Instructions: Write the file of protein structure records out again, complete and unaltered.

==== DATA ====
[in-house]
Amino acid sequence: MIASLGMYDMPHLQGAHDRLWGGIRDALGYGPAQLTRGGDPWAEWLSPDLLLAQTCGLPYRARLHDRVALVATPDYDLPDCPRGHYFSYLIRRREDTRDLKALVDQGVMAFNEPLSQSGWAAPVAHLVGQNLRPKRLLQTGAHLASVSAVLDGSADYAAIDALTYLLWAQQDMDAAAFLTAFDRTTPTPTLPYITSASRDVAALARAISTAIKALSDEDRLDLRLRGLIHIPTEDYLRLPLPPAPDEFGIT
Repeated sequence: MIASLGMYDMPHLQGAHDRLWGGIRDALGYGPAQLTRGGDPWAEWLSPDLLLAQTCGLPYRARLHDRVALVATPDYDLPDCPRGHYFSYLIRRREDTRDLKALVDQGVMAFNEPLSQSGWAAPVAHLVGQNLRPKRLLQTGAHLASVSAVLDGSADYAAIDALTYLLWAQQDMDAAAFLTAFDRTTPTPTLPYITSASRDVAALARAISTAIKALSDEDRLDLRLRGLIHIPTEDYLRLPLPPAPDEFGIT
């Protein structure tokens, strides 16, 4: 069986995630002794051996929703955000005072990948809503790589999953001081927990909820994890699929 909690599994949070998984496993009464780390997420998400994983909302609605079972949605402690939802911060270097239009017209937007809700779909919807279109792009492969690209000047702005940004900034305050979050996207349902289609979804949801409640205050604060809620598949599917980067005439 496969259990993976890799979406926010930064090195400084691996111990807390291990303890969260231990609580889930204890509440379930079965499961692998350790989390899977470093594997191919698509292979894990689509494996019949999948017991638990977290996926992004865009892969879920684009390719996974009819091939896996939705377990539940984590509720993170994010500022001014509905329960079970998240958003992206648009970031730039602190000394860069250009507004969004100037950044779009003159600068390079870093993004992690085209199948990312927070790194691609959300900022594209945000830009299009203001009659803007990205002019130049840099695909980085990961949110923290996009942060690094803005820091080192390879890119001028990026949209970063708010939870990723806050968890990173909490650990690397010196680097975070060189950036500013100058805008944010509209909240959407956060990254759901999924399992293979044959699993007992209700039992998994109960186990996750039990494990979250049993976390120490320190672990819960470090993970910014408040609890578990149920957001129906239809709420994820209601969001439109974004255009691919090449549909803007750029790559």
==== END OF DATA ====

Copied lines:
[in-house]
Amino acid sequence: MIASLGMYDMPHLQGAHDRLWGGIRDALGYGPAQLTRGGDPWAEWLSPDLLLAQTCGLPYRARLHDRVALVATPDYDLPDCPRGHYFSYLIRRREDTRDLKALVDQGVMAFNEPLSQSGWAAPVAHLVGQNLRPKRLLQTGAHLASVSAVLDGSADYAAIDALTYLLWAQQDMDAAAFLTAFDRTTPTPTLPYITSASRDVAALARAISTAIKALSDEDRLDLRLRGLIHIPTEDYLRLPLPPAPDEFGIT
Repeated sequence: MIASLGMYDMPHLQGAHDRLWGGIRDALGYGPAQLTRGGDPWAEWLSPDLLLAQTCGLPYRARLHDRVALVATPDYDLPDCPRGHYFSYLIRRREDTRDLKALVDQGVMAFNEPLSQSGWAAPVAHLVGQNLRPKRLLQTGAHLASVSAVLDGSADYAAIDALTYLLWAQQDMDAAAFLTAFDRTTPTPTLPYITSASRDVAALARAISTAIKALSDEDRLDLRLRGLIHIPTEDYLRLPLPPAPDEFGIT
């Protein structure tokens, strides 16, 4: 069986995630002794051996929703955000005072990948809503790589999953001081927990909820994890699929 909690599994949070998984496993009464780390997420998400994983909302609605079972949605402690939802911060270097239009017209937007809700779909919807279109792009492969690209000047702005940004900034305050979050996207349902289609979804949801409640205050604060809620598949599917980067005439 496969259990993976890799979406926010930064090195400084691996111990807390291990303890969260231990609580889930204890509440379930079965499961692998350790989390899977470093594997191919698509292979894990689509494996019949999948017991638990977290996926992004865009892969879920684009390719996974009819091939896996939705377990539940984590509720993170994010500022001014509905329960079970998240958003992206648009970031730039602190000394860069250009507004969004100037950044779009003159600068390079870093993004992690085209199948990312927070790194691609959300900022594209945000830009299009203001009659803007990205002019130049840099695909980085990961949110923290996009942060690094803005820091080192390879890119001028990026949209970063708010939870990723806050968890990173909490650990690397010196680097975070060189950036500013100058805008944010509209909240959407956060990254759901999924399992293979044959699993007992209700039992998994109960186990996750039990494990979250049993976390120490320190672990819960470090993970910014408040609890578990149920957001129906239809709420994820209601969001439109974004255009691919090449549909803007750029790559």